“He took two pitches and put the next pitch over the fence,” Hugh said. “He looked like Kirk Gibson going around the bases, he had this big brace on his knee. It was quite a moment.”
Macdonald was a student at the University of Georgia when he called Smith looking for a favor. Smith had recently gotten the head job at Cedar Shoals High in Athens, and Macdonald wanted to know if he had an opening.
“Mike is probably one of the smartest people I’ve ever met in my life,” Smith said. “I realized if he just learned how to work, he would be great at this.”
Macdonald started running the defense for Cedar Shoals’ ninth-grade team. They had six shutouts that year.
“An awesome experience,” Macdonald said. “I went into the situation as a strategist. I liked identifying tendencies and anticipating plays. What I learned is you can take a person from A to B. When you do that, if he did something today that he couldn’t do yesterday, that was incredibly rewarding. That’s when I was hooked.”
For two years, Macdonald dropped by the Georgia football offices on Tuesday and Wednesday mornings, spending hours talking with video coordinator Joe Tereshinski and hoping somebody would appreciate his persistence. Macdonald was putting the finishing touches on a degree in finance — he graduated summa cum laude — when he ran into new defensive coordinator Todd Grantham at a Starbucks and took one final opportunity to state his case. Impressed, Grantham invited him in for a formal meeting, then told Macdonald there was a volunteer coaching spot available as long as he got into grad school.
“I took out a loan and went to work,” Macdonald said.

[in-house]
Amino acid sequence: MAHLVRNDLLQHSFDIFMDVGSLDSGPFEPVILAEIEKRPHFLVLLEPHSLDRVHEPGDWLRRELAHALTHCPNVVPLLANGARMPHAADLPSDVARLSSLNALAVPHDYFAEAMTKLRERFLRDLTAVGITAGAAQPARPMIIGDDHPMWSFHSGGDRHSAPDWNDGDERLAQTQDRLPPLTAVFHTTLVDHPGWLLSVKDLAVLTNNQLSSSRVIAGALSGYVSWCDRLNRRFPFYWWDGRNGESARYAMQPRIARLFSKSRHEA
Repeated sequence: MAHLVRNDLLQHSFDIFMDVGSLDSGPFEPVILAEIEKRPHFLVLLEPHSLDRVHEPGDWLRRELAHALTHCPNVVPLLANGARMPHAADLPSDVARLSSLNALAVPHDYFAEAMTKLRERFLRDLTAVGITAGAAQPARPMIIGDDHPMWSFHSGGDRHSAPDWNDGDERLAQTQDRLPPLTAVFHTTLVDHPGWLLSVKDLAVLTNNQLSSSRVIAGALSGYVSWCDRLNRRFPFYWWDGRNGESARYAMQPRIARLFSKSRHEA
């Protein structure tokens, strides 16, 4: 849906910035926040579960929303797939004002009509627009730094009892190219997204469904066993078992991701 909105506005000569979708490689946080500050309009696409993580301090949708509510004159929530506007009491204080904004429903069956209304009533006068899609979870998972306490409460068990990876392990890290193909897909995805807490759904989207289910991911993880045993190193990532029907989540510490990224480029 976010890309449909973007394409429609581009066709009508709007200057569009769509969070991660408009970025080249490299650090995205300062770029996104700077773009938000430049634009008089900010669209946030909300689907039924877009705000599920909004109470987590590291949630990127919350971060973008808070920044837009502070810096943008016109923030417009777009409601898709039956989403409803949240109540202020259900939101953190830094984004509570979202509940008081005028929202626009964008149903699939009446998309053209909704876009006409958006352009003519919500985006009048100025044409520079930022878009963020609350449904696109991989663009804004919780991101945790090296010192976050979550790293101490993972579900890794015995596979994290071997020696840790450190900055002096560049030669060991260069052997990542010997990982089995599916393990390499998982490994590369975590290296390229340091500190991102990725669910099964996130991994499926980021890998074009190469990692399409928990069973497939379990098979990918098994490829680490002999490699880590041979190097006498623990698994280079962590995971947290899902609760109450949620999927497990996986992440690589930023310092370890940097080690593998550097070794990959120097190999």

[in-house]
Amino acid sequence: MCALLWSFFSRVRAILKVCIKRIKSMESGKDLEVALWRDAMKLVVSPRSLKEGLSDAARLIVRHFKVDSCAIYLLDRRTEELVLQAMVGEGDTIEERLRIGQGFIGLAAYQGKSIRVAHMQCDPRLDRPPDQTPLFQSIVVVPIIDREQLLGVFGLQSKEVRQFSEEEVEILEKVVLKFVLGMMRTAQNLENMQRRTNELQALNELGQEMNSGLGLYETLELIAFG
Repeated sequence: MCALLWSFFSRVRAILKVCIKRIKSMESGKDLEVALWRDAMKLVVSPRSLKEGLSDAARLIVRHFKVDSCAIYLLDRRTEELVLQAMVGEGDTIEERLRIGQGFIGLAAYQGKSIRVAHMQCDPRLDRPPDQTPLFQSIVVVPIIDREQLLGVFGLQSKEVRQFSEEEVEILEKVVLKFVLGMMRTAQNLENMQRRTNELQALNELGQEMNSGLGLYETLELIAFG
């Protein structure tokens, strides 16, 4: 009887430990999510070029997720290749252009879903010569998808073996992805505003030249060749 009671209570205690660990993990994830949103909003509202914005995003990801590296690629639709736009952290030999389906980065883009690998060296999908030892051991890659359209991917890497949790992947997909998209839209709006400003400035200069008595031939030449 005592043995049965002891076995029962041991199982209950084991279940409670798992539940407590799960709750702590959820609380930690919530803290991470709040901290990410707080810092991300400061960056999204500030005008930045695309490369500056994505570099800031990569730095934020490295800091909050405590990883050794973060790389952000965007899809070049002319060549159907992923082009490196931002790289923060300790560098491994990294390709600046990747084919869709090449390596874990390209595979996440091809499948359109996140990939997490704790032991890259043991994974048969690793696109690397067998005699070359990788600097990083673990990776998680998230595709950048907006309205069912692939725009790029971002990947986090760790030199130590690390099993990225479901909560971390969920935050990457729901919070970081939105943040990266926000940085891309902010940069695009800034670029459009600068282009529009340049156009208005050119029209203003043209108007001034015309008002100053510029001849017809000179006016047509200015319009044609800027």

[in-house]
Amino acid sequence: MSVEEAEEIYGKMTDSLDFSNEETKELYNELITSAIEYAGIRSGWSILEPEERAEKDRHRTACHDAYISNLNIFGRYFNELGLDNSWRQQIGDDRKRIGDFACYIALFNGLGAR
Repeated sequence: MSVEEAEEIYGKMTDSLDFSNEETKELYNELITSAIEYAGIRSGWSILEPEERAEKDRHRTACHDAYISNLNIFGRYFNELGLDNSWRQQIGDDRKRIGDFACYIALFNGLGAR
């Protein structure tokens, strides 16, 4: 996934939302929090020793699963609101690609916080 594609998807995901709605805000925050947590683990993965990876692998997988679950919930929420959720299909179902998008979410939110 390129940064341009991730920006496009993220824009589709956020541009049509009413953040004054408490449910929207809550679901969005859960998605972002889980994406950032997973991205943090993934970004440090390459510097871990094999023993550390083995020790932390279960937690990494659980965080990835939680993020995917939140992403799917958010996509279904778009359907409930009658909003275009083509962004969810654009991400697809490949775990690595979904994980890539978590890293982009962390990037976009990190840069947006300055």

Macdonald worked at Georgia for four seasons, the first as a volunteer assistant and the next three as a grad assistant. He broke down film, worked on game plans and helped run the scout team in the ultimate football education.
“When you have guys that are really sharp and can communicate well and are hard workers and put their nose down and get to work, you can see where a guy is going to have a chance to move up in the world,” said Mark Richt, Georgia’s football coach at the time. “You want confident people and you want guys who you believe are trustworthy. I think there is a real comfort level with Mike and the type of person he is. He checked all of the boxes.”
Then he almost walked away from the profession altogether. At 26, Macdonald became “disillusioned” by the job. His time as a grad assistant expired in 2013. Some of the politics had gotten to him, and some of his relationships had become draining.
“The whole glamor of being a football coach was wearing off,” Macdonald said. “I didn’t really believe in the process and the people that I was around. I didn’t see the benefit of what I had fallen in love with before.”
There were opportunities for him. Macdonald had a finance degree and a master’s in sports management. Hugh had always encouraged Macdonald and his two sisters to have a plan and then make sure every decision was geared toward that plan. Hugh wasn’t against a career in coaching, but the business world can be awfully lucrative for somebody with Mike’s intelligence and savvy, and Hugh wanted to make sure football was the best place for his son’s talents.
“I figured I was going to go see the world and start working,” Macdonald said. “It didn’t feel like it was the right thing to do when it was happening, but I just felt kind of forced to do it. I didn’t want to take a job at Wherever State and go across the country recruiting Johnny. It wasn’t on the trajectory that I wanted it to be on.”